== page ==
Behold the spray-on lawn: It's a cliche to say Angelenos are superficial, but in this case it's really true. Homeowners are painting their dying lawns green to keep up appearances. One woman likened it to getting made up for the day: "The front lawn -- it's your face to your neighbors and people driving down the street." It's a different situation up north, where San Francisco appears to be embracing the au naturel look. Wall Street Journal

Brown is the new green: Reporters have found many examples of politicians breaking the conservation rules they've set for constituents, but in Fresno it appears that Mayor Ashley Swearengin and most members of the City Council are taking the cutbacks to heart. Their lawns have gone brown, and some are collecting bath and dish water for use in their gardens. Fresno Bee


Rethinking reservoirs: "The reservoirs we built in California over the 20th century were designed for a climate with extensive snowpack and frequent wet periods. We know that this drought is a bellwether of future conditions. This year's record-low snowpack is projected to be close to normal by the end of the century."

-- Juliet Christian-Smith, a climate scientist with the California office of the Union of Concerned Scientists. Los Angeles Times

This drought's not so bad: "The truth is that the water future of the American West probably lies somewhere between the dire despondency of Cassandra and the nonchalance of Pollyanna. How do we know? A look at California's centuries-long experience with drought and aridity, agriculture and irrigation can give us some coherence on that middle ground -- not necessarily by way of templates for action but by offering perspective and context."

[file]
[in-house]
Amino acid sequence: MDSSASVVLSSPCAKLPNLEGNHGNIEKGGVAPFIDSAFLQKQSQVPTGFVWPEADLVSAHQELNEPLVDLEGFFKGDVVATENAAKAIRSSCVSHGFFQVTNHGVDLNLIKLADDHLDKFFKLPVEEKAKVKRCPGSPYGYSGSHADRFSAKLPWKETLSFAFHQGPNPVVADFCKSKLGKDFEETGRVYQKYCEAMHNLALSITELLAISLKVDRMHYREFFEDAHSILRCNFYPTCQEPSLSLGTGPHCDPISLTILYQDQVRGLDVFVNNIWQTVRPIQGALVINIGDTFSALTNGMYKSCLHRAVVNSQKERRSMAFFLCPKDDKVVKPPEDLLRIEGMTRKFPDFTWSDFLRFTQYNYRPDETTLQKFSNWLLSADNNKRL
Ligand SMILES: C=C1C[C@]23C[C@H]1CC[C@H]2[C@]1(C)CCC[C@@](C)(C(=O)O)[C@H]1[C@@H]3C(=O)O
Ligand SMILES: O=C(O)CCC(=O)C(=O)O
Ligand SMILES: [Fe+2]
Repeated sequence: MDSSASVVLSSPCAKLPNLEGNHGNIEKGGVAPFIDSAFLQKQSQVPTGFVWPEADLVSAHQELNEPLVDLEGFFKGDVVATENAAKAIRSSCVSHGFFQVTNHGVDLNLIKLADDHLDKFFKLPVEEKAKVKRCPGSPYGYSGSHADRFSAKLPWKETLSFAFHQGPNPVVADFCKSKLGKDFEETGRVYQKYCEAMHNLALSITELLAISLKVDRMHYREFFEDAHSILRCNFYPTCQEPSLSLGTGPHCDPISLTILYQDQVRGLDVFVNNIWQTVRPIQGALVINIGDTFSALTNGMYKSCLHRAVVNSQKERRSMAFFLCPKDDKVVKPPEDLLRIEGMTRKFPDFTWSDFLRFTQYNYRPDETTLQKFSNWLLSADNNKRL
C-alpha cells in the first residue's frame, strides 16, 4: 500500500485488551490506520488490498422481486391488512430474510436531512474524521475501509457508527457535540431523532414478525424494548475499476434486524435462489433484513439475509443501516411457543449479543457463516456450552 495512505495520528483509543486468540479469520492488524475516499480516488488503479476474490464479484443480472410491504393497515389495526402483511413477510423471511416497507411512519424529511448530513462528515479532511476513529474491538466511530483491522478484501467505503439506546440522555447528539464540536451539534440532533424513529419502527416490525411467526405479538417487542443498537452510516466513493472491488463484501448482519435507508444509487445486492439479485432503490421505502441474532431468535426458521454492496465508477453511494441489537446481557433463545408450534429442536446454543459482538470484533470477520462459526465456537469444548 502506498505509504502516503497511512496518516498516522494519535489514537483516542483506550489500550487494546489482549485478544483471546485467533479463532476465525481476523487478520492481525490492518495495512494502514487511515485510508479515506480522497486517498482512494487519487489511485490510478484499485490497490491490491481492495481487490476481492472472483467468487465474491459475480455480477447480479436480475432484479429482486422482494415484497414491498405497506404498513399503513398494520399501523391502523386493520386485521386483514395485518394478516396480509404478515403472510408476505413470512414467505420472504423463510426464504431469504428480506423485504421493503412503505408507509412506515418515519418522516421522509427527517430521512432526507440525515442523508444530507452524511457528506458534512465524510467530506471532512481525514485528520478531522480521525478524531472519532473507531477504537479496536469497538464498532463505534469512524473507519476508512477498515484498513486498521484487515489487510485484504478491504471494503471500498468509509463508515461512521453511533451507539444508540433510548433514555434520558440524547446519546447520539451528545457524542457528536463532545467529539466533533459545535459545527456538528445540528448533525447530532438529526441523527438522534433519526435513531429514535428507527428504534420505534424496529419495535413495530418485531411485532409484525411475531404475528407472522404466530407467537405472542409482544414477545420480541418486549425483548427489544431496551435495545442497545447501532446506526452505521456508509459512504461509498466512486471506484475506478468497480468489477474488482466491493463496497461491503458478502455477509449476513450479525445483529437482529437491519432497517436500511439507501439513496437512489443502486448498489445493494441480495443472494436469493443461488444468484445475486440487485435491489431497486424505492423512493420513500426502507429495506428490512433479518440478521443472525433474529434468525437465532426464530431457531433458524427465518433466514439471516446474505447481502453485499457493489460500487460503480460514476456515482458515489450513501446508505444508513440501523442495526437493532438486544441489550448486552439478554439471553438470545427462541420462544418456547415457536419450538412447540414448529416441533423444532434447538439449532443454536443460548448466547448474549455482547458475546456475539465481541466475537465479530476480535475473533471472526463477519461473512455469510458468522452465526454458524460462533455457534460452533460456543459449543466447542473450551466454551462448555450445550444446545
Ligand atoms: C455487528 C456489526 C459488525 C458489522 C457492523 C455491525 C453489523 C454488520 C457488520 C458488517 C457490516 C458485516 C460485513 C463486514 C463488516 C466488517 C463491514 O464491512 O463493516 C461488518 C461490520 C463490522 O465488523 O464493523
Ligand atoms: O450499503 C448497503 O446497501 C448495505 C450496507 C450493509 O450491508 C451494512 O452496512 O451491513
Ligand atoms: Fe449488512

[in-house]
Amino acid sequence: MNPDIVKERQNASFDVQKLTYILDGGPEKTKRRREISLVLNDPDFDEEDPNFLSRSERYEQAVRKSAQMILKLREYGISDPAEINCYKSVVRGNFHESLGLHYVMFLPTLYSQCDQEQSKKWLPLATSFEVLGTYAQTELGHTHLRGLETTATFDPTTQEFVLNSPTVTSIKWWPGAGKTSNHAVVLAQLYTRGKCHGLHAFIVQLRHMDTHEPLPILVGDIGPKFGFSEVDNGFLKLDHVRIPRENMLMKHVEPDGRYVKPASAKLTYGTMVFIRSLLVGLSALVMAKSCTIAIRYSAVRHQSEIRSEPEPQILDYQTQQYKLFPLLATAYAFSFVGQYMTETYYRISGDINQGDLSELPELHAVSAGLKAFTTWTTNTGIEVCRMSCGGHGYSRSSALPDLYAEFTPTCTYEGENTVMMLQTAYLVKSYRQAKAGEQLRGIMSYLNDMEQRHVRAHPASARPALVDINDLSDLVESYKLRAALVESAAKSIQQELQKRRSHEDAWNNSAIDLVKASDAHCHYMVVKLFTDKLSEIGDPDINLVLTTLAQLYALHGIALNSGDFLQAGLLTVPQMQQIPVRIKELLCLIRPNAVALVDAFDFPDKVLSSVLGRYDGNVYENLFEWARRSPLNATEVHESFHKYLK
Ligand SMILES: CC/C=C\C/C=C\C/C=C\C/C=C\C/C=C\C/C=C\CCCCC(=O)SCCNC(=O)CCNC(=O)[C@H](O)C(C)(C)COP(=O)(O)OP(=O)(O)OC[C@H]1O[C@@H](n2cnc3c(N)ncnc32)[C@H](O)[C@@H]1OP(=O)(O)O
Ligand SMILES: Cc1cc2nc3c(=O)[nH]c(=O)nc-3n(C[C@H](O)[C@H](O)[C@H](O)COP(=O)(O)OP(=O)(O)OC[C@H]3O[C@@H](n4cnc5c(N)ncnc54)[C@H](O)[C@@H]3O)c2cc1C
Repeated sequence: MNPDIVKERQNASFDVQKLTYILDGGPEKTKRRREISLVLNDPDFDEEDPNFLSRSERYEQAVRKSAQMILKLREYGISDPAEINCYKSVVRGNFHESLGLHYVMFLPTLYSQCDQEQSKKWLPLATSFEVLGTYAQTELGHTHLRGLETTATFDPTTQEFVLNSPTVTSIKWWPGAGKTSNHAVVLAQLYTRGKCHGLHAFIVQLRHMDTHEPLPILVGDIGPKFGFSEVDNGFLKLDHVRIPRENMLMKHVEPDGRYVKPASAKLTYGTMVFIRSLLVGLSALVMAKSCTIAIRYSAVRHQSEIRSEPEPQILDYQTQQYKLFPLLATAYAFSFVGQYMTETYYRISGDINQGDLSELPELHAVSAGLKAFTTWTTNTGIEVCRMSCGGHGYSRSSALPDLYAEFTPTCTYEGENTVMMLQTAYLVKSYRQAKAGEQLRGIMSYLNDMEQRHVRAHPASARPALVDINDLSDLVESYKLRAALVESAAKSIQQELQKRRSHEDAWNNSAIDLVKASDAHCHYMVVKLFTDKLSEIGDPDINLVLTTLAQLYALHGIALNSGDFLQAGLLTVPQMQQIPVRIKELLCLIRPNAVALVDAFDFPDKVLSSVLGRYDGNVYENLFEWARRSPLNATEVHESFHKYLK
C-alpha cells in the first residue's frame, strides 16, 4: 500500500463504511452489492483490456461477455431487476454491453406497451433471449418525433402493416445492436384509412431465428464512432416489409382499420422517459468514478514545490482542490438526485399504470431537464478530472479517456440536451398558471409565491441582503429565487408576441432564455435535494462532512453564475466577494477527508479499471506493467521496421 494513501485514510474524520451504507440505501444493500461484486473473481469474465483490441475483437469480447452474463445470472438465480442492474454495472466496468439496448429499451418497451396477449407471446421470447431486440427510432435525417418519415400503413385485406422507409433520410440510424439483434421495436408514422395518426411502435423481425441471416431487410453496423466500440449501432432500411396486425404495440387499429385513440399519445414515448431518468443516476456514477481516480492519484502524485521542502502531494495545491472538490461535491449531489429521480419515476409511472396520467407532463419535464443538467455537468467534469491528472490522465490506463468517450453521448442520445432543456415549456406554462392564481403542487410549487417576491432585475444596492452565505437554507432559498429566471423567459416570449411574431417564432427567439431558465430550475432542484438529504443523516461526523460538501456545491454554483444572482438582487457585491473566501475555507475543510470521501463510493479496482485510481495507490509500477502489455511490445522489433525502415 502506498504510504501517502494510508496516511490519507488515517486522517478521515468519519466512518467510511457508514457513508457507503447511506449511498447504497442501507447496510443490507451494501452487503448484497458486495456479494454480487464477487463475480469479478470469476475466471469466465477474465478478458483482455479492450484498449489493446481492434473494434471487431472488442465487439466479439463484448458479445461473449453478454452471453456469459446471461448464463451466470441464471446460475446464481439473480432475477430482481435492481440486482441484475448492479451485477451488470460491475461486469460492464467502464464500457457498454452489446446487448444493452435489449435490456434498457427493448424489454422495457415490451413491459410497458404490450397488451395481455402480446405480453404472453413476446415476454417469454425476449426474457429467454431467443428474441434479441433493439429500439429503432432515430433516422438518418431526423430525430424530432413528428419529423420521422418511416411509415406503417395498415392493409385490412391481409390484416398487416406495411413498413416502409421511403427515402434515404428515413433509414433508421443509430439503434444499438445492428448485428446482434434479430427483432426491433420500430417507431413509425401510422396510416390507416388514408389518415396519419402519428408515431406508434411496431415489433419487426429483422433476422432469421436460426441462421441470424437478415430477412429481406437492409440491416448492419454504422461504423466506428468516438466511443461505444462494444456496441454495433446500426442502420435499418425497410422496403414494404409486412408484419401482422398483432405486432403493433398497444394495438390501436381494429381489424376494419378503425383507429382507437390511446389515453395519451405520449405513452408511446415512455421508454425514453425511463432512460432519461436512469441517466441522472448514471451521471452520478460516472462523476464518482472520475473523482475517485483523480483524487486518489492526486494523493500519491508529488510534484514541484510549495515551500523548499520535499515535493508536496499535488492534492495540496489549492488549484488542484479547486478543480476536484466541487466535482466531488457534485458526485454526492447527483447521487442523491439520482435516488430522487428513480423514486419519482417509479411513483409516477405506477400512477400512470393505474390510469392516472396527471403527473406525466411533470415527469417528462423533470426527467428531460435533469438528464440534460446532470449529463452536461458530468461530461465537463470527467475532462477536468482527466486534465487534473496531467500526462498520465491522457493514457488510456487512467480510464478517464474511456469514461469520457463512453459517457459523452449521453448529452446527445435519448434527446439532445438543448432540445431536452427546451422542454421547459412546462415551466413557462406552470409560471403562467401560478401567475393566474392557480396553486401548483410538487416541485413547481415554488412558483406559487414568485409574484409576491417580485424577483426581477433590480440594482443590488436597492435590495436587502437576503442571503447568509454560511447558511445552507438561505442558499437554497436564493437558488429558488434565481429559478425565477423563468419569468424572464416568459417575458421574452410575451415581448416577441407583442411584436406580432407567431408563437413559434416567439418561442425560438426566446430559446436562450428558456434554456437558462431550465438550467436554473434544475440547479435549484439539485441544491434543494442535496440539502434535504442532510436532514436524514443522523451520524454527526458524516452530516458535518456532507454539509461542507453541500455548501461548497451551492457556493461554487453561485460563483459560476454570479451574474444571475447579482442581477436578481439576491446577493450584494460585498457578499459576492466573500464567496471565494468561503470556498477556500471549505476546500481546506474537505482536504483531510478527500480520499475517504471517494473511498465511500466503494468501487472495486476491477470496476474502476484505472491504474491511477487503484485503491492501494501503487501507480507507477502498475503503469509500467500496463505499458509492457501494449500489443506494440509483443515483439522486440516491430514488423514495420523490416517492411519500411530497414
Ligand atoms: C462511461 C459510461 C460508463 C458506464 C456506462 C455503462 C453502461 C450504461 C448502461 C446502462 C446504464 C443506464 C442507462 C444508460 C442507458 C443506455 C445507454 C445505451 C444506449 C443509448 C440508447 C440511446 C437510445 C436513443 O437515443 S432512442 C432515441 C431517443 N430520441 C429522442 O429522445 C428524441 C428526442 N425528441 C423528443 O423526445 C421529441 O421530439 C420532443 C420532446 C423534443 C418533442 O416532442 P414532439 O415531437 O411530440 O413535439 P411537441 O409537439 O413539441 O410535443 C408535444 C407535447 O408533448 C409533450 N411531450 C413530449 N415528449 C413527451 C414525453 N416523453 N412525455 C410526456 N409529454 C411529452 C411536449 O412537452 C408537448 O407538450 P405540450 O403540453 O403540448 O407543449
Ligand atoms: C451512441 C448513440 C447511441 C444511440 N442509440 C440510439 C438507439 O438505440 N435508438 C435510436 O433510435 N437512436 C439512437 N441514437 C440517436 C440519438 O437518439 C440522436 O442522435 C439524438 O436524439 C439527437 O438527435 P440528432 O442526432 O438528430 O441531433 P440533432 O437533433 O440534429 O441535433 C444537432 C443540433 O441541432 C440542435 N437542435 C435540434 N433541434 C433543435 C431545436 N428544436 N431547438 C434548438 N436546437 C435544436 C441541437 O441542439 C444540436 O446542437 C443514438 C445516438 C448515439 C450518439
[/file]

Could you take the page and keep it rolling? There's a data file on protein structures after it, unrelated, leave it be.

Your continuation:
-- William Deverell, chairman of the history department at USC. Politico


Time for truth squads: People who are all high and mighty about shaming celebrities over their water use are usually doing it wrong. Whether it's calling out the wrong mansion or incorrectly assuming that owners of green lawns aren't conserving within their homes, shamers need to check the facts before airing their grievances. Gizmodo

Lessons from the past: Researchers have found a correlation between the collapse of the Maya empire and a 200-year drought. Their work shows that the northern region that typically received less rainfall, similar to contemporary L.A., was able to rebound from the drought, whereas the southern region, which worried less about water (kind of like San Francisco), was destroyed. Grist


Houseboats are moored on a shrinking arm of the Oroville Lake reservoir. (Mark Ralston / AFP/Getty Images)


Turn off the water while you're brushing your teeth and you'll save 2.5 gallons a minute, according to the Metropolitan Water District of Southern California. Also, don't forget to floss.


-- Gov. Jerry Brown and Los Angeles Times Publisher Austin Beutner will discuss the California drought on Tuesday. Do you have a question about water for Gov. Brown? Please submit questions here.

-- The U.S. Drought Monitor will release its weekly report Thursday morning.

Please let us know what we can do to make this newsletter more useful to you. Send comments, complaints and ideas to Alice Walton or Shelby Grad.